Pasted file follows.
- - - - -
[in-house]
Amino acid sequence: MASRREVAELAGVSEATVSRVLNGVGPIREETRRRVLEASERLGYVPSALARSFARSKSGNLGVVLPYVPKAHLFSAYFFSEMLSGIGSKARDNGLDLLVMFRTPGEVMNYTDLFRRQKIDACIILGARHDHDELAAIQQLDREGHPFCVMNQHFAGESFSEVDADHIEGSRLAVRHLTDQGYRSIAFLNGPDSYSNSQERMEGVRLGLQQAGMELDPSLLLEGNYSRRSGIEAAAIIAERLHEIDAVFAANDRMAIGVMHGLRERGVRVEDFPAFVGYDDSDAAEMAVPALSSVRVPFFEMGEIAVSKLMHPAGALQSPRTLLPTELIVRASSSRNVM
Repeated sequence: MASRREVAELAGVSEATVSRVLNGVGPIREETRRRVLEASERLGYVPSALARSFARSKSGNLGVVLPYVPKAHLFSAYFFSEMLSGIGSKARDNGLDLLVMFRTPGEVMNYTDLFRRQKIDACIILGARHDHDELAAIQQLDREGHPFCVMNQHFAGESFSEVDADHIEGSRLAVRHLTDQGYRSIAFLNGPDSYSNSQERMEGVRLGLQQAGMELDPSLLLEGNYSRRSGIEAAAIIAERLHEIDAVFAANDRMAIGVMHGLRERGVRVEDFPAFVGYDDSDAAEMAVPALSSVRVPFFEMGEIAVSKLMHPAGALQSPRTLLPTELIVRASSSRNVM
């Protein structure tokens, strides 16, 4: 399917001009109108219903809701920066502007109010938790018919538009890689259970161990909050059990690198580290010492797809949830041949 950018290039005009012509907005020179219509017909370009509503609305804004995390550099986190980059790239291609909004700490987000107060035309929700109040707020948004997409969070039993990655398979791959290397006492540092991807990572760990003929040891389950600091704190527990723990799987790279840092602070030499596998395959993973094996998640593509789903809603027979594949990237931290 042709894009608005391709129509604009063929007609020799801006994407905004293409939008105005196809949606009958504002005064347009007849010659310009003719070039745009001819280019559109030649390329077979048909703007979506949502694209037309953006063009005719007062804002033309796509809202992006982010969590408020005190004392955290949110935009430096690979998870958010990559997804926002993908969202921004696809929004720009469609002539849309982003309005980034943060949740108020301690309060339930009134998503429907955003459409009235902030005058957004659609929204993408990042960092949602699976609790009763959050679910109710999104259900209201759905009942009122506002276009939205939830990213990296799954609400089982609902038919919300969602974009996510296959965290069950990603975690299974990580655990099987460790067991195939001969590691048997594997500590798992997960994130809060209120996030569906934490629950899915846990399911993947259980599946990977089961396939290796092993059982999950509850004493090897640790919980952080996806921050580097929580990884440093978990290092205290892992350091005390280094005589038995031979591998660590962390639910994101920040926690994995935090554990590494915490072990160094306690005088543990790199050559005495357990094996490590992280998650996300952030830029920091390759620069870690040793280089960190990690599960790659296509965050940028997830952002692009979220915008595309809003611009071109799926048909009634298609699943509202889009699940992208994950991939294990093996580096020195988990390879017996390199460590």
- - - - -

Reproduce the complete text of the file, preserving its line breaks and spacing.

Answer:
[in-house]
Amino acid sequence: MASRREVAELAGVSEATVSRVLNGVGPIREETRRRVLEASERLGYVPSALARSFARSKSGNLGVVLPYVPKAHLFSAYFFSEMLSGIGSKARDNGLDLLVMFRTPGEVMNYTDLFRRQKIDACIILGARHDHDELAAIQQLDREGHPFCVMNQHFAGESFSEVDADHIEGSRLAVRHLTDQGYRSIAFLNGPDSYSNSQERMEGVRLGLQQAGMELDPSLLLEGNYSRRSGIEAAAIIAERLHEIDAVFAANDRMAIGVMHGLRERGVRVEDFPAFVGYDDSDAAEMAVPALSSVRVPFFEMGEIAVSKLMHPAGALQSPRTLLPTELIVRASSSRNVM
Repeated sequence: MASRREVAELAGVSEATVSRVLNGVGPIREETRRRVLEASERLGYVPSALARSFARSKSGNLGVVLPYVPKAHLFSAYFFSEMLSGIGSKARDNGLDLLVMFRTPGEVMNYTDLFRRQKIDACIILGARHDHDELAAIQQLDREGHPFCVMNQHFAGESFSEVDADHIEGSRLAVRHLTDQGYRSIAFLNGPDSYSNSQERMEGVRLGLQQAGMELDPSLLLEGNYSRRSGIEAAAIIAERLHEIDAVFAANDRMAIGVMHGLRERGVRVEDFPAFVGYDDSDAAEMAVPALSSVRVPFFEMGEIAVSKLMHPAGALQSPRTLLPTELIVRASSSRNVM
């Protein structure tokens, strides 16, 4: 399917001009109108219903809701920066502007109010938790018919538009890689259970161990909050059990690198580290010492797809949830041949 950018290039005009012509907005020179219509017909370009509503609305804004995390550099986190980059790239291609909004700490987000107060035309929700109040707020948004997409969070039993990655398979791959290397006492540092991807990572760990003929040891389950600091704190527990723990799987790279840092602070030499596998395959993973094996998640593509789903809603027979594949990237931290 042709894009608005391709129509604009063929007609020799801006994407905004293409939008105005196809949606009958504002005064347009007849010659310009003719070039745009001819280019559109030649390329077979048909703007979506949502694209037309953006063009005719007062804002033309796509809202992006982010969590408020005190004392955290949110935009430096690979998870958010990559997804926002993908969202921004696809929004720009469609002539849309982003309005980034943060949740108020301690309060339930009134998503429907955003459409009235902030005058957004659609929204993408990042960092949602699976609790009763959050679910109710999104259900209201759905009942009122506002276009939205939830990213990296799954609400089982609902038919919300969602974009996510296959965290069950990603975690299974990580655990099987460790067991195939001969590691048997594997500590798992997960994130809060209120996030569906934490629950899915846990399911993947259980599946990977089961396939290796092993059982999950509850004493090897640790919980952080996806921050580097929580990884440093978990290092205290892992350091005390280094005589038995031979591998660590962390639910994101920040926690994995935090554990590494915490072990160094306690005088543990790199050559005495357990094996490590992280998650996300952030830029920091390759620069870690040793280089960190990690599960790659296509965050940028997830952002692009979220915008595309809003611009071109799926048909009634298609699943509202889009699940992208994950991939294990093996580096020195988990390879017996390199460590």